Dr. Spooner: To me, the clue is in the name of what we used to call “microsampling,” but now a lot of people are calling “patient-centric sampling.” We need to draw blood samples for many of the tests we do with current technology. The traditional way was putting the analytical scientist at the center. It was all about what volume of blood in what format—wet sample, frozen sample or whole blood plasma, etcetera—would be amenable to the analytical scientist. We didn’t really pay attention to what the patient, subject or consumer thought about that. They just had to go to their doctor’s [office] or elsewhere to have a blood sample drawn, often in large volumes.
The thing is, the world has moved on. Analytical techniques have become more sensitive. Whether it’s for clinical chemistry, pharmacokinetics, or biomarkers, most of the analytical methods need a much smaller volume of blood now. A lot of that large blood sampling in a traditional phlebotomy tube is literally being thrown away. I don’t think we should be doing this, because it’s not very ethical. This [microsampling] technology has now moved the patient to the center.
We’ve had a lot of conversations with doctors and medical scientists, particularly at the CPSA conferences, who are saying, “We don’t necessarily want our patients to have to take time off work or time off school to come to us to then take up our precious time to have a blood sample drawn when they can get high-quality data at home doing it themselves or assisted by someone else. As long as we can still get the same quality data, we don’t need to be doing this piece. We’ve got other things we can be doing to provide healthcare. We’ve heard that message a lot from a lot of clinicians at the CPSA events. This message came across loud and clear.
Dr. Rudge: Another example is that a while back we interviewed Dr. JJ Kim about his “CountonMe” kits that are being used by the NHS for his pediatric transplant patients. This [at-home blood collection kit] was an idea he came up with before the COVID-19 crisis, but since the crisis it has become even more important because his patients are at-risk patients in regard to [potential] complications of the COVID-19 disease. [The kit] allows him to continue performing his blood tests for both the therapeutic drug, but also for the biomarker creatinine, which is really transformative for him. He can actually then calibrate the tests specific to the patient, depending on what the patient needs. I think we’re going to see more examples like this moving forward with patient-centric sampling. As you said, Neil, bringing the patient right to the forefront.
Dr. Spooner: And, potentially, getting more data or better data than we currently have. We’ve got the ability with these technologies, because they’ve been moved closer to the patient, to be able to collect more data points on more analytes and more readily monitor disease, or health, or drugs during drug trials. [This enables us to] get more quality data in a simplified manner that is less intrusive on the patient or subject in a clinical trial. I think it’s got all the makings of being a broad win in terms of the patient, data quality, what the doctor wants to know about their patient so they can help them, and so they can monitor more things more regularly.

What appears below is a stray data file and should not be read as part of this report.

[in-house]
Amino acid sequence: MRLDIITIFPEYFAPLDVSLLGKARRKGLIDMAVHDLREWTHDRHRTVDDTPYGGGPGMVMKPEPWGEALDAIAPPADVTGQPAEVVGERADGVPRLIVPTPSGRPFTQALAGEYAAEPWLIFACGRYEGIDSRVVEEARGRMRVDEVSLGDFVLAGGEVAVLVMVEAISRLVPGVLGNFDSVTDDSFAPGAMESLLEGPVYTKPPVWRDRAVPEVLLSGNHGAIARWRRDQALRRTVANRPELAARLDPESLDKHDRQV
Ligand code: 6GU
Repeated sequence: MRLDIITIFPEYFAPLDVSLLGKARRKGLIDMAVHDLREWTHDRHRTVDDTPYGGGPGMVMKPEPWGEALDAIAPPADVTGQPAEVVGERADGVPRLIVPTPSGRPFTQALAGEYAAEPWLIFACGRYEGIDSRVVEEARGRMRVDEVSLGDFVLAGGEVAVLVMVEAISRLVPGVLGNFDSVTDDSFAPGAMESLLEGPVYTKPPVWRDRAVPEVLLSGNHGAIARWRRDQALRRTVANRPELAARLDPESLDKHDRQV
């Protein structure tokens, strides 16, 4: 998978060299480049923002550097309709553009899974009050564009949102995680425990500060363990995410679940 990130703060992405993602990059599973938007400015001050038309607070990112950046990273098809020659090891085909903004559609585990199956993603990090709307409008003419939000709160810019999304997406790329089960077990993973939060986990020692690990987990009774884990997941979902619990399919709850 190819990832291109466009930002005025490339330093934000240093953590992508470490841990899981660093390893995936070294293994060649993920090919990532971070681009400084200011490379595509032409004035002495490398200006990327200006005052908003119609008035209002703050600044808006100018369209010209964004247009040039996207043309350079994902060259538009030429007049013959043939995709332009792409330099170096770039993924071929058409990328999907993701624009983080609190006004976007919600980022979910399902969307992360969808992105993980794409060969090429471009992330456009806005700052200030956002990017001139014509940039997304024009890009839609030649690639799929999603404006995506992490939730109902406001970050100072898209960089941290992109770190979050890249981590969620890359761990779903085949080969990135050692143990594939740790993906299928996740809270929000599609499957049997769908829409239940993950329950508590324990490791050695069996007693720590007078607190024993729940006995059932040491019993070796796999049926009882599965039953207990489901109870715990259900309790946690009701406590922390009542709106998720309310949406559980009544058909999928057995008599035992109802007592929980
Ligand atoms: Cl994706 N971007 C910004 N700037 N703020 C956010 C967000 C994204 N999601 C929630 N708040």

Also, I think [microsampling technology] enables us to take a bit more control of our own healthcare, rather than relying on doctors and other healthcare providers to make all our decision. If we’re able to be involved in collecting our own samples, seeing our own data and interacting with our own data, and interacting with our healthcare providers, I think that’s a big democratization of healthcare that enables all of us to take a bit more control of what’s happening with our own healthcare. Whereas I think sometimes, with a lot of people, the way we used to do things or are doing things at the moment, feels like it’s being done to you rather than being done with you. I think that’s a fundamental change that is going to take a little bit of getting used to for everyone.
Neoteryx: With this growing preference for remote blood collection using devices that deliver smaller volume blood samples in a dried format, how do you think analytical labs will adapt their workflows?
Dr. Rudge: From my perspective, I think it really depends on the microsampling device in the lab. Some labs that are routinely running LCMS, ELISAs, and immunoassays will have an easier job of adapting microsampling workflows. A lot of these are based on 96-well processing systems. I think the use of 96-well processing robots will potentially increase as a result as well. Things are going to be difficult when we start looking at some of the routine chemistry analyzers. As Neil mentioned, people are taking armfuls of blood—7 mL of blood in one tube, and often in several tubes—because it depends upon the preservative of the blood for the test that is required. The systems are actually only requiring small amounts of harvested plasma or blood or serum for those assays, but it’s because [these systems] are calibrated to use blood tubes and certain volumes within blood tubes, although actually what they’re taking is a small amount of blood. There is a contradiction there. Getting the labs to change to microsampling is going to be more of a challenge.